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US companies blame unemployment on skills gap


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Financial Times:

Drew Greenblatt has been looking for more than a year for three sheet-metal set-up operators to work day, night or weekend shifts.

The president of Marlin Steel Wire Products, a company in Baltimore with 30 employees, Mr Greenblatt says his inability to find qualified workers is hampering his business’s growth. “If I could fill those positions, I could raise our annual revenues from $5m to $7m,” he says.

He is offering a salary of more than $80,000 with overtime, including health and pension benefits. Yet in spite of extensive advertising, he has had no qualified applicants. He is trying to train some of his unskilled staff but says none has the ability or drive to complete the training.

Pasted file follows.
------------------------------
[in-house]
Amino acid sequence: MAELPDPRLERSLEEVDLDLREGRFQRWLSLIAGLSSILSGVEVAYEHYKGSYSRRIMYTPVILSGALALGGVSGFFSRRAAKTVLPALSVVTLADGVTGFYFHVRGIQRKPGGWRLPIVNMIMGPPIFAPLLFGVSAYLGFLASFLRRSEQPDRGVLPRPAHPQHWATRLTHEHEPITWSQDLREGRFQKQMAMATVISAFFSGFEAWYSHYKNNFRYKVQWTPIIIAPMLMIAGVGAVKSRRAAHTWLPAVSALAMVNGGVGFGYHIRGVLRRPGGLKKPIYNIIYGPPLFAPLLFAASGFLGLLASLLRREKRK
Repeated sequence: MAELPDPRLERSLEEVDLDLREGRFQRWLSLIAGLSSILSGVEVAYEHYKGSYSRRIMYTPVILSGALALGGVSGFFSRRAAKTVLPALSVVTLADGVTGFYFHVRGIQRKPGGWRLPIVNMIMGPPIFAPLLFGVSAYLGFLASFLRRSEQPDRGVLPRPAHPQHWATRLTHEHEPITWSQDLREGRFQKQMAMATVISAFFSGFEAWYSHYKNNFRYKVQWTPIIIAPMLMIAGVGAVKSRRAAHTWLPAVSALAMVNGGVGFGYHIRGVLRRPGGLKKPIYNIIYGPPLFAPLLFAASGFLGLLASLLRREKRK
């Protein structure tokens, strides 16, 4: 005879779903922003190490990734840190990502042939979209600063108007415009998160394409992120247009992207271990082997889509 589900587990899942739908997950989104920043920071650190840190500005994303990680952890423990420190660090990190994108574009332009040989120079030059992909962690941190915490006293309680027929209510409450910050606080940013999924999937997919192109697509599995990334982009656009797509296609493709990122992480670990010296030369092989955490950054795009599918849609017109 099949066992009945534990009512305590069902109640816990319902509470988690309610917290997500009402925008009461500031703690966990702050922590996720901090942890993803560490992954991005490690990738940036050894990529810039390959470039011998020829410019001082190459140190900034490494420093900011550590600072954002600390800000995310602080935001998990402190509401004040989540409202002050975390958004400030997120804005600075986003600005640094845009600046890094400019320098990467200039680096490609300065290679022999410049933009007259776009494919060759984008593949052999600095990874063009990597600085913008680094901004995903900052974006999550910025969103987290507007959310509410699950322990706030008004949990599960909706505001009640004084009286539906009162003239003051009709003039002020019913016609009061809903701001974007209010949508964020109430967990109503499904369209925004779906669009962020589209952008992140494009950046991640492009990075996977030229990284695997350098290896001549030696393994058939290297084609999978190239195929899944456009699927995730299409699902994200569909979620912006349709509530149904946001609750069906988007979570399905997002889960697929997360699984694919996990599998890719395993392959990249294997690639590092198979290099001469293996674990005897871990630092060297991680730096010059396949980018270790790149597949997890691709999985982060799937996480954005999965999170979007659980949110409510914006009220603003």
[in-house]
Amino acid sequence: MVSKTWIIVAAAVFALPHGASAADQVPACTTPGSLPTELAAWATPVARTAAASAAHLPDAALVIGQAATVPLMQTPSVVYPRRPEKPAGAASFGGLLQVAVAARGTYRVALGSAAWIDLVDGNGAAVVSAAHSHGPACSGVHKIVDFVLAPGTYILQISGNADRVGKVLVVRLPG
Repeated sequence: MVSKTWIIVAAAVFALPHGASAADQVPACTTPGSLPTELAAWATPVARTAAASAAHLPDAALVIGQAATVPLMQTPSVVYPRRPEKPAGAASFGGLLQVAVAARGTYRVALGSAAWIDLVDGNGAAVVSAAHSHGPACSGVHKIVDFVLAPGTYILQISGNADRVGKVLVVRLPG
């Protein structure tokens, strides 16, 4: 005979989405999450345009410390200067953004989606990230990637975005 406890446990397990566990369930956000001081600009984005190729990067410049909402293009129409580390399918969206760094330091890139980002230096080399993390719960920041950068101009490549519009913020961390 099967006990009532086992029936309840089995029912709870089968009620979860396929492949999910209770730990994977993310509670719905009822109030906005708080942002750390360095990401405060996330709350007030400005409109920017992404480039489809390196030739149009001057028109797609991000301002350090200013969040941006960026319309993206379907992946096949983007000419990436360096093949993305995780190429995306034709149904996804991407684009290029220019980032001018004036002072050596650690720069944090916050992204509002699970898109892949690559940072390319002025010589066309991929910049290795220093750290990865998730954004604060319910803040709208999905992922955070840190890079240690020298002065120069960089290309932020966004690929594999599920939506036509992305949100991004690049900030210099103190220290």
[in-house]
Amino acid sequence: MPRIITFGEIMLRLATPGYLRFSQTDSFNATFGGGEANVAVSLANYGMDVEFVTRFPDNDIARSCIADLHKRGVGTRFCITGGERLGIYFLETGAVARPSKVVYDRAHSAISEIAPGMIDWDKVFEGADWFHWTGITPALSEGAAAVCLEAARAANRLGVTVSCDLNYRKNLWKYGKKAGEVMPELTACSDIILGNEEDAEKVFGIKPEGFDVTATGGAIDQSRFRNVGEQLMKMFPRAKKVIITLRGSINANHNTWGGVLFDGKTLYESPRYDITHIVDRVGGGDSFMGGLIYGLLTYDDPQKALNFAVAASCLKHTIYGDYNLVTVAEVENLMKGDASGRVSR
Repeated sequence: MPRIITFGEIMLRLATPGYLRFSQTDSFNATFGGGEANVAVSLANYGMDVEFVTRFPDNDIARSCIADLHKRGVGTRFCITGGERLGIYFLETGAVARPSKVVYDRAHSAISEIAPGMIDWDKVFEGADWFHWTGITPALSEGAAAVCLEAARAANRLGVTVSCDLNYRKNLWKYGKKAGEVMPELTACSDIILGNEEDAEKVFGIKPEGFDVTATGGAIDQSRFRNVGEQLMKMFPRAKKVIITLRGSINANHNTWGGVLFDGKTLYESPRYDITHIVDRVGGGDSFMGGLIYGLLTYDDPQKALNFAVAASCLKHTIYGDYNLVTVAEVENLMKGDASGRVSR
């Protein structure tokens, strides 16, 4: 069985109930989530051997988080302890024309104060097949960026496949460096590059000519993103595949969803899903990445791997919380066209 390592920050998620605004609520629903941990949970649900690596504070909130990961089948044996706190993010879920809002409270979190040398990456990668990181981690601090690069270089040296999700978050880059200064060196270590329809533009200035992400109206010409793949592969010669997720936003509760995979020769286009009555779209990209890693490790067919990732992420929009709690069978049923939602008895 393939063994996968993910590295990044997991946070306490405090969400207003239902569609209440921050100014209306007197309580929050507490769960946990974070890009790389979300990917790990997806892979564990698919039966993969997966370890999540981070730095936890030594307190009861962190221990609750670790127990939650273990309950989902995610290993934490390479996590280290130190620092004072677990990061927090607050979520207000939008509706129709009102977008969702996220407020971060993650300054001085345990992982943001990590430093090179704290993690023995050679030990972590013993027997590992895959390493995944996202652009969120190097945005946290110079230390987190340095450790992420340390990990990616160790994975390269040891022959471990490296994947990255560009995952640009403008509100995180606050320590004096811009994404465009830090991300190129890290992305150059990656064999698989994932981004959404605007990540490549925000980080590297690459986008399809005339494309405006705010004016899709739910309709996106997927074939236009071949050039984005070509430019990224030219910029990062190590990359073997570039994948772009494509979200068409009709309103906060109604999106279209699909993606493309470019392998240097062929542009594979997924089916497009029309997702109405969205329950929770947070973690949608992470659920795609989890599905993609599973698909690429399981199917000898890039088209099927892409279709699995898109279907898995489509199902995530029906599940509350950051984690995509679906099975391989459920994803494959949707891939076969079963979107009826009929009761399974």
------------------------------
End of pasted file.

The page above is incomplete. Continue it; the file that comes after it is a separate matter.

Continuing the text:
Mr Greenblatt’s predicament speaks to one of the biggest economic debates about today’s 8.6 per cent US unemployment rate: is it merely a cyclical problem that will shrink as demand recovers? Or is it something deeper and more structural, a “mismatch” between the skills workers have and those companies need?

The idea there is something structurally wrong with the US workforce is controversial among economists but has a certain resonance with the public. Since the emergence of Japan as a technology and manufacturing powerhouse in the 1970s, Americans have been anxiousthat they were losing their competitive edge to better-educated, harder-working rivals.

What's wrong is that we have a generation raised on the idea that they can all be creative rather than productive and so go to college to get vanity degrees instead of learning something useful.
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